20 Graduate from Correctional Entrance Level Training Program
Many high-ranking correctional system officials will tell you that the men and women who keep order within Maryland's prisons and detention centers are known as correctional officers - not guards.
But a group of 20 new correctional officers also could be called trailblazers.
With family members and friends looking on, a total of 17 men and three women received their service badges and certificates Friday afternoon, signifying their graduation from the Correctional Entrance Level Training Program during a ceremony at the Fairplay Volunteer Fire Co.
This class is unique because it is the first to come through the recently revamped training program, which is longer than previous academies and more physically and mentally stringent, officials said.
"They did set the bar high," said Capt. Nicholas Hill, north regional training coordinator for the state's training commission. "We've seen so many students go through the correctional training academy ... and this class, for whatever reason, just seemed to be great people."
Hill said the class went "over and above" a lot of classes that have come through the program. They were physically and mentally fit and showed very few bad study habits, he said.
"Then, with the more stringent curriculum, it made it even more impressive because we've never had this physical demand on them," he said. "The testing process has completely changed."
The program was overhauled after officials realized that training procedures, which hadn't been changed in a long time, no longer were replicating what new recruits would encounter inside institutions, said Michael Stouffer, deputy secretary of operations for the state's Department of Public Safety and Correctional Services.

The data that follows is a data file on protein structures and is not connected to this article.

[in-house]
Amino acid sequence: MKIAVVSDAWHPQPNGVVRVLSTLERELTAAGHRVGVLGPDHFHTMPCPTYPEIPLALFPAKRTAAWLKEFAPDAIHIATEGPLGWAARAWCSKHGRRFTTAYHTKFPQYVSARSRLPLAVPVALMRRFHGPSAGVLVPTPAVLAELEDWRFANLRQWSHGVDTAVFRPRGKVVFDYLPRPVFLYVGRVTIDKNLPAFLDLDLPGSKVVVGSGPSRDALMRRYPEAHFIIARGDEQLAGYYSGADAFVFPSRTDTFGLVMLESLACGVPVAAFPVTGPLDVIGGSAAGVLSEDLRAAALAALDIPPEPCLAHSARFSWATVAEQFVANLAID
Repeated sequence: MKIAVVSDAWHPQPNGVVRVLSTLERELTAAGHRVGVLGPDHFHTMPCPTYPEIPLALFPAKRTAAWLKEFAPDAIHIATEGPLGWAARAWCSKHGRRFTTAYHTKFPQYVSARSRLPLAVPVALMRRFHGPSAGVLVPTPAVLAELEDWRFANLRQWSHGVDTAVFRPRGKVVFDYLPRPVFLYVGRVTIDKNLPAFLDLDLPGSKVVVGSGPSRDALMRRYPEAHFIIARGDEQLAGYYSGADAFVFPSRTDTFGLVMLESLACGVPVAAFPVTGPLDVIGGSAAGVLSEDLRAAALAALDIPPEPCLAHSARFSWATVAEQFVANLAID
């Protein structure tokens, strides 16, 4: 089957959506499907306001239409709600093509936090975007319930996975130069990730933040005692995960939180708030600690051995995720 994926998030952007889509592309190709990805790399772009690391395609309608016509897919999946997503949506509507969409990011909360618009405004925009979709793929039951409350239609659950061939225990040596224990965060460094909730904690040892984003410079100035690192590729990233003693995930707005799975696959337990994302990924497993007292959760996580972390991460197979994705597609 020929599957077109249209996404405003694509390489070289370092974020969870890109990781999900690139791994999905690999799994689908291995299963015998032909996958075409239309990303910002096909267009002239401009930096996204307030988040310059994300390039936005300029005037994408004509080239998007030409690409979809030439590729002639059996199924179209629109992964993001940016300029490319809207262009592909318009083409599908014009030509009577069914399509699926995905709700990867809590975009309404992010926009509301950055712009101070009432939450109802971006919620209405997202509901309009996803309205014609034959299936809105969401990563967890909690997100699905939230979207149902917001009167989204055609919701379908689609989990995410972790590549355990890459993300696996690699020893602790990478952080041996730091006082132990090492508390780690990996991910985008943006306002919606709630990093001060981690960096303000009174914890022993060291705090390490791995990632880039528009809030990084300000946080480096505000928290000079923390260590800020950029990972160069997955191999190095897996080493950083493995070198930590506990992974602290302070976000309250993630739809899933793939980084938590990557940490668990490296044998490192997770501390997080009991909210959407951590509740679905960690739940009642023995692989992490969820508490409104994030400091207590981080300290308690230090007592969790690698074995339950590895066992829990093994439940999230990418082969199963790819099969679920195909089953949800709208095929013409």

"We took that information and turned that into blocks of information within the academy," he said. "Things like communication skills, dealing with inmates ... dealing with pepper spray and how to function. A correctional officer has to continue to function in those situations to deal with the situation."
Increased physical training was an important improvement in the program, which was expanded from 26 days to 35 days and now is a model for other training programs in Maryland, Stouffer said.
The new program also includes five full days of defensive tactics training, as well as numerous days devoted to professionalism and ethics, inmate manipulation and fraternization, and report writing and testifying in court.
"It puts us in a much better place than where we were," Stouffer said.
Seven of the new officers graduated with honors, led by valedictorian Brian Wilhelm of the Maryland Correctional Training Center near Hagerstown.
In addition to the schooling and physical training, the program also teaches new recruits, who now will serve in facilities in Washington, Garrett and Allegany counties, the value of teamwork within correctional facilities.
New recruit Amanda Rhoderick, who addressed her class and the audience during the ceremony as the class spokeswoman, said they all are responsible for the care, custody and treatment of inmates, but also to stick up for one another.
"We may have had rough days and we got on each other's nerves, but all of us know that when it comes down to business, we have each other's backs," said Rhoderick, who now will report to the Maryland Correctional Institution near Hagerstown.
"Just remember that each day is going to bring a new problem," she told her fellow graduates. "Learn from each."
The following people graduated Friday from the Correctional Entrance Level Training Program:
Squad 1: William Slider III (class leader), Lucas Barnhart, Joshua Beard, Kenneth Shanholtz III, Kathryn Bryan
Squad 2: Jason Skidmore (squad leader), Jesse Ritchey, Carnie Carr, Robin Leeney, William Martin
Squad 3: Justin Blair (squad leader), Walter McMahan III, David McCoy, Amanda Rhoderick, Blaine Leasure
Squad 4: Dana Beal (squad leader), Earl Neville Jr., Earl Gibson, Brian Wilhelm, Michael McClafferty Jr.